The U.S. Army Corps of Engineers is complying with the Freedom to Fish Act–legislation signed by President Obama on June 3 that included a two-year moratorium on any attempt by the U.S. Corps of Engineers to block boating access above or below Cumberland River dams.
In a June 20 statement posted on Gary Garth’s blog for the Courier Journal, the Corps states that it will revert back to conditions-based regulations in place before August 2012, and begin work on replacing buoys placed below and above Cumberland dams earlier this spring when the agency attempted to enforce a new, proposed restricted zone.
“The enforcement of a restricted area below dams on the Cumberland River and tributaries is now the sole responsibility of the State of Tennessee and the Commonwealth of Kentucky. The Nashville District is working with the Tennessee Wildlife Resources Agency (TWRA) and the Kentucky Department of Fish and Wildlife Resources (KDF&W) to implement measures for alerting the public of hazardous water conditions and restricted areas.”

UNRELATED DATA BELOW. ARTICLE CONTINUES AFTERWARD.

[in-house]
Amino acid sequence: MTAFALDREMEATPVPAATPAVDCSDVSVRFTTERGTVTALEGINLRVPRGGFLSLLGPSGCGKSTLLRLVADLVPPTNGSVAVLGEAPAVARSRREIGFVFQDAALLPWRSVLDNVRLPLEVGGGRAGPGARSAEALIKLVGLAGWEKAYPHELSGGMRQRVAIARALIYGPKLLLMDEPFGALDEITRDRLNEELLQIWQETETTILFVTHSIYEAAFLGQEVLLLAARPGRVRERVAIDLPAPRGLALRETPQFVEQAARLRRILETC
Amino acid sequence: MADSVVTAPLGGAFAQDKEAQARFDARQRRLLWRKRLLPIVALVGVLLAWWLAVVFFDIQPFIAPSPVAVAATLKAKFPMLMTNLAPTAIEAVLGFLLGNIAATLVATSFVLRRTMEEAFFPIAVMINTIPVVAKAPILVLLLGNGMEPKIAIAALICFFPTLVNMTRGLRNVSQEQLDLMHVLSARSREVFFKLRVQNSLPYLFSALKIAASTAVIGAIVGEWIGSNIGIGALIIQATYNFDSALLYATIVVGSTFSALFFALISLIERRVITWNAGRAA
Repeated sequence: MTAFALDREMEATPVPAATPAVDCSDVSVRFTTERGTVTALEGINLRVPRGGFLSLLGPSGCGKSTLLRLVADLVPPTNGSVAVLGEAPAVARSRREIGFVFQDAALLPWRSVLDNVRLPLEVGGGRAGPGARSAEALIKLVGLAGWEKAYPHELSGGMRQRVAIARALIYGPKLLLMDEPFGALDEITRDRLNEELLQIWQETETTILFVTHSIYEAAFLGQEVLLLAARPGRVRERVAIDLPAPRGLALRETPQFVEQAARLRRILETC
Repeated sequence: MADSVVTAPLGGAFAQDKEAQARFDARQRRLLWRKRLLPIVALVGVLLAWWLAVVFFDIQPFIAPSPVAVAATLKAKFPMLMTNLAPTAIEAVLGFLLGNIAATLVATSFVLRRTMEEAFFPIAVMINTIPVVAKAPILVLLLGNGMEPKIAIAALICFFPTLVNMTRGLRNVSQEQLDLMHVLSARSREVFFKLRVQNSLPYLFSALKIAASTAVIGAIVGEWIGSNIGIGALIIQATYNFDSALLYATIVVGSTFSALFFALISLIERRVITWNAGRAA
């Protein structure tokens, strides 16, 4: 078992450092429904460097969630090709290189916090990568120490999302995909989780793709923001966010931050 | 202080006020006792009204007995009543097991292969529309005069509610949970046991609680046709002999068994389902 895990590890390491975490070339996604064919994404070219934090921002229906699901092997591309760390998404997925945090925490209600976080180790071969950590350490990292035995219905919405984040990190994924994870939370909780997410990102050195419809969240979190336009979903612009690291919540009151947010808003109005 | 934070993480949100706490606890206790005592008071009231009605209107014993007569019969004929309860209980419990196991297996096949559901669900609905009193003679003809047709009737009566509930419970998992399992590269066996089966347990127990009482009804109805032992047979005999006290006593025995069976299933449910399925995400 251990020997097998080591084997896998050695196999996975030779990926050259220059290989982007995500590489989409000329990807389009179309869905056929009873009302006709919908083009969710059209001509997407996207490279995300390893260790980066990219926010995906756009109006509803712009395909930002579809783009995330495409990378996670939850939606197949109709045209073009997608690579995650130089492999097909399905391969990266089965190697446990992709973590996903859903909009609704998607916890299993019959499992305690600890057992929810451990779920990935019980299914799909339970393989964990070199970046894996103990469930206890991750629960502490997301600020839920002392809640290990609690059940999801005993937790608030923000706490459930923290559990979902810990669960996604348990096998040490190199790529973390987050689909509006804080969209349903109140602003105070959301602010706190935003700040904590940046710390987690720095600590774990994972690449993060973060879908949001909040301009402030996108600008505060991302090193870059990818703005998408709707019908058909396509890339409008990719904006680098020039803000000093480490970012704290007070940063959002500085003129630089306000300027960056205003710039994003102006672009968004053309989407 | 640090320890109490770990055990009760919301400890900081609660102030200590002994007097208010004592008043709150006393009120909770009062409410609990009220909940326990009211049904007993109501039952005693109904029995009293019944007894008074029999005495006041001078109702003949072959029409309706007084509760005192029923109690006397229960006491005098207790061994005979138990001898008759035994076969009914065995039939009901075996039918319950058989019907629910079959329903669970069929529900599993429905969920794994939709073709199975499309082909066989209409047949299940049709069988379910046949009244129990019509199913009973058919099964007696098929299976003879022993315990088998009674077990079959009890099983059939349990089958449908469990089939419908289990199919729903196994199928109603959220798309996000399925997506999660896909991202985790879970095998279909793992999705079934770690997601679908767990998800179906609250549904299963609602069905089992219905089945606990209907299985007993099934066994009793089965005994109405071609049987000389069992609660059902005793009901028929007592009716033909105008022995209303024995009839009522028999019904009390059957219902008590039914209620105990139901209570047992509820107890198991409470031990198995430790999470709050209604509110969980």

The debate heated up earlier this year when it was reported that the Corps’ Nashville District formally announced its decision to cut off boating access above and below 10 dams on the 688-mile long Cumberland, citing safety concerns. The restrictions would have cut off access to the best tailwater fishing on the river.
Legislature to permanently keep waters near the dam open to anglers, the Water Resources Development Act, is working its way through the bureaucratic process.
Photo: Center Hill Dam on the Cumberland River from Flickr